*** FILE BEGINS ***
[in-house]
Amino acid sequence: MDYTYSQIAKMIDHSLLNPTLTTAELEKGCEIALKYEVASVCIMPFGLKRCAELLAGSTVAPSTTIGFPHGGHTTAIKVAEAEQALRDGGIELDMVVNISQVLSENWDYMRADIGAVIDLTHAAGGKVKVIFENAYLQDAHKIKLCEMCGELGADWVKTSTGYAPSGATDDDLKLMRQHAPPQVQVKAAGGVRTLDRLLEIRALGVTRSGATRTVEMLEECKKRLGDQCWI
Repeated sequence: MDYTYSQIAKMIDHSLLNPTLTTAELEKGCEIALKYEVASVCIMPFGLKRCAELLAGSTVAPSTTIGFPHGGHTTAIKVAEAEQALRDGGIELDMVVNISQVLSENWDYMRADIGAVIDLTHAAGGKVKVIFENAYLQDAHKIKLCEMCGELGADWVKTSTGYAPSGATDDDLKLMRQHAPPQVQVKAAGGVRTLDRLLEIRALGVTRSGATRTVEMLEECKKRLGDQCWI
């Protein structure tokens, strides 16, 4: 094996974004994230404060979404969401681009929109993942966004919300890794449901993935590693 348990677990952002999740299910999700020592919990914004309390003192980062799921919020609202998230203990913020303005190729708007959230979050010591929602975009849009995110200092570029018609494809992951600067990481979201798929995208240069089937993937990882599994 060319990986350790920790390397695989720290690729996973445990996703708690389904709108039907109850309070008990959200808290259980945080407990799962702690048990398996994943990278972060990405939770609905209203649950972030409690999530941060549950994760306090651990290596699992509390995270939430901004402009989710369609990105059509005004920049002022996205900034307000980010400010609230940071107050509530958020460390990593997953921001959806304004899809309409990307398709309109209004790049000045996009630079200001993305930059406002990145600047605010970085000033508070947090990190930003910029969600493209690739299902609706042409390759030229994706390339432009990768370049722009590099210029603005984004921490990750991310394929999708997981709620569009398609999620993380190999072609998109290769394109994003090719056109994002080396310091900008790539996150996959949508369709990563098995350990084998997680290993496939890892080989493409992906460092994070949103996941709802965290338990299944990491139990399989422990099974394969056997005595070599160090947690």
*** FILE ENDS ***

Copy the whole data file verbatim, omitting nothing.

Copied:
[in-house]
Amino acid sequence: MDYTYSQIAKMIDHSLLNPTLTTAELEKGCEIALKYEVASVCIMPFGLKRCAELLAGSTVAPSTTIGFPHGGHTTAIKVAEAEQALRDGGIELDMVVNISQVLSENWDYMRADIGAVIDLTHAAGGKVKVIFENAYLQDAHKIKLCEMCGELGADWVKTSTGYAPSGATDDDLKLMRQHAPPQVQVKAAGGVRTLDRLLEIRALGVTRSGATRTVEMLEECKKRLGDQCWI
Repeated sequence: MDYTYSQIAKMIDHSLLNPTLTTAELEKGCEIALKYEVASVCIMPFGLKRCAELLAGSTVAPSTTIGFPHGGHTTAIKVAEAEQALRDGGIELDMVVNISQVLSENWDYMRADIGAVIDLTHAAGGKVKVIFENAYLQDAHKIKLCEMCGELGADWVKTSTGYAPSGATDDDLKLMRQHAPPQVQVKAAGGVRTLDRLLEIRALGVTRSGATRTVEMLEECKKRLGDQCWI
């Protein structure tokens, strides 16, 4: 094996974004994230404060979404969401681009929109993942966004919300890794449901993935590693 348990677990952002999740299910999700020592919990914004309390003192980062799921919020609202998230203990913020303005190729708007959230979050010591929602975009849009995110200092570029018609494809992951600067990481979201798929995208240069089937993937990882599994 060319990986350790920790390397695989720290690729996973445990996703708690389904709108039907109850309070008990959200808290259980945080407990799962702690048990398996994943990278972060990405939770609905209203649950972030409690999530941060549950994760306090651990290596699992509390995270939430901004402009989710369609990105059509005004920049002022996205900034307000980010400010609230940071107050509530958020460390990593997953921001959806304004899809309409990307398709309109209004790049000045996009630079200001993305930059406002990145600047605010970085000033508070947090990190930003910029969600493209690739299902609706042409390759030229994706390339432009990768370049722009590099210029603005984004921490990750991310394929999708997981709620569009398609999620993380190999072609998109290769394109994003090719056109994002080396310091900008790539996150996959949508369709990563098995350990084998997680290993496939890892080989493409992906460092994070949103996941709802965290338990299944990491139990399989422990099974394969056997005595070599160090947690």